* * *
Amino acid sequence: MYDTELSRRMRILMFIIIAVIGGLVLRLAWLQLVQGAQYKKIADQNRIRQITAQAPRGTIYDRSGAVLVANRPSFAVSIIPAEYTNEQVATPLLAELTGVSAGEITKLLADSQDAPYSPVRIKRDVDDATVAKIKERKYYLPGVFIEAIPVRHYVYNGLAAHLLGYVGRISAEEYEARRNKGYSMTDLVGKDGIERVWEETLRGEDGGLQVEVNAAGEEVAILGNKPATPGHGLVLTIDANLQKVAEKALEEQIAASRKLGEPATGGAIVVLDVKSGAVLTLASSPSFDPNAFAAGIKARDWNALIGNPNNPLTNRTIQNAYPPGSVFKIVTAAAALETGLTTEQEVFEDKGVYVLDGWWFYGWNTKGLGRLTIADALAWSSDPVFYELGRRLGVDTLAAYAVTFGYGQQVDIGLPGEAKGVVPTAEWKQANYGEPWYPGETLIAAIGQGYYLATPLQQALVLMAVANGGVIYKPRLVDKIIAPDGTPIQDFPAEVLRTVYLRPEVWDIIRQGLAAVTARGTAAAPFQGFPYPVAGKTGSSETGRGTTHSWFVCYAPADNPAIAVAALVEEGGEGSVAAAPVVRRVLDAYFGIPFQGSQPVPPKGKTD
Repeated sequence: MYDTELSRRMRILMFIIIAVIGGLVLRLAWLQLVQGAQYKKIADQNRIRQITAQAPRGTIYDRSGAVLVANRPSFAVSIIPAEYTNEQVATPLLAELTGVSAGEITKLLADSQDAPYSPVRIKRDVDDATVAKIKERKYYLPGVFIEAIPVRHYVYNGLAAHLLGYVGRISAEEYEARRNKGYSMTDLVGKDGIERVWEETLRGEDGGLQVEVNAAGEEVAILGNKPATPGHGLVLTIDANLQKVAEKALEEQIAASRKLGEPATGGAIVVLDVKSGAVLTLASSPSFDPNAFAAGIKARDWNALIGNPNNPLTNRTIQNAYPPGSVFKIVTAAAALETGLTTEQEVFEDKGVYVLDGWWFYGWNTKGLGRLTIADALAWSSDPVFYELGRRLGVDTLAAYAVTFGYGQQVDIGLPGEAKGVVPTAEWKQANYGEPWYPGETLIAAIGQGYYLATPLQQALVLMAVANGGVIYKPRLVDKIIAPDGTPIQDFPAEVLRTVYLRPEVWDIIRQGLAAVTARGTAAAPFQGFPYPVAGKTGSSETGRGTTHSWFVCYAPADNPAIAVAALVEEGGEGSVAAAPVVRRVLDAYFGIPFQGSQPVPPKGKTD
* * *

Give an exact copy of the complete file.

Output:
Amino acid sequence: MYDTELSRRMRILMFIIIAVIGGLVLRLAWLQLVQGAQYKKIADQNRIRQITAQAPRGTIYDRSGAVLVANRPSFAVSIIPAEYTNEQVATPLLAELTGVSAGEITKLLADSQDAPYSPVRIKRDVDDATVAKIKERKYYLPGVFIEAIPVRHYVYNGLAAHLLGYVGRISAEEYEARRNKGYSMTDLVGKDGIERVWEETLRGEDGGLQVEVNAAGEEVAILGNKPATPGHGLVLTIDANLQKVAEKALEEQIAASRKLGEPATGGAIVVLDVKSGAVLTLASSPSFDPNAFAAGIKARDWNALIGNPNNPLTNRTIQNAYPPGSVFKIVTAAAALETGLTTEQEVFEDKGVYVLDGWWFYGWNTKGLGRLTIADALAWSSDPVFYELGRRLGVDTLAAYAVTFGYGQQVDIGLPGEAKGVVPTAEWKQANYGEPWYPGETLIAAIGQGYYLATPLQQALVLMAVANGGVIYKPRLVDKIIAPDGTPIQDFPAEVLRTVYLRPEVWDIIRQGLAAVTARGTAAAPFQGFPYPVAGKTGSSETGRGTTHSWFVCYAPADNPAIAVAALVEEGGEGSVAAAPVVRRVLDAYFGIPFQGSQPVPPKGKTD
Repeated sequence: MYDTELSRRMRILMFIIIAVIGGLVLRLAWLQLVQGAQYKKIADQNRIRQITAQAPRGTIYDRSGAVLVANRPSFAVSIIPAEYTNEQVATPLLAELTGVSAGEITKLLADSQDAPYSPVRIKRDVDDATVAKIKERKYYLPGVFIEAIPVRHYVYNGLAAHLLGYVGRISAEEYEARRNKGYSMTDLVGKDGIERVWEETLRGEDGGLQVEVNAAGEEVAILGNKPATPGHGLVLTIDANLQKVAEKALEEQIAASRKLGEPATGGAIVVLDVKSGAVLTLASSPSFDPNAFAAGIKARDWNALIGNPNNPLTNRTIQNAYPPGSVFKIVTAAAALETGLTTEQEVFEDKGVYVLDGWWFYGWNTKGLGRLTIADALAWSSDPVFYELGRRLGVDTLAAYAVTFGYGQQVDIGLPGEAKGVVPTAEWKQANYGEPWYPGETLIAAIGQGYYLATPLQQALVLMAVANGGVIYKPRLVDKIIAPDGTPIQDFPAEVLRTVYLRPEVWDIIRQGLAAVTARGTAAAPFQGFPYPVAGKTGSSETGRGTTHSWFVCYAPADNPAIAVAALVEEGGEGSVAAAPVVRRVLDAYFGIPFQGSQPVPPKGKTD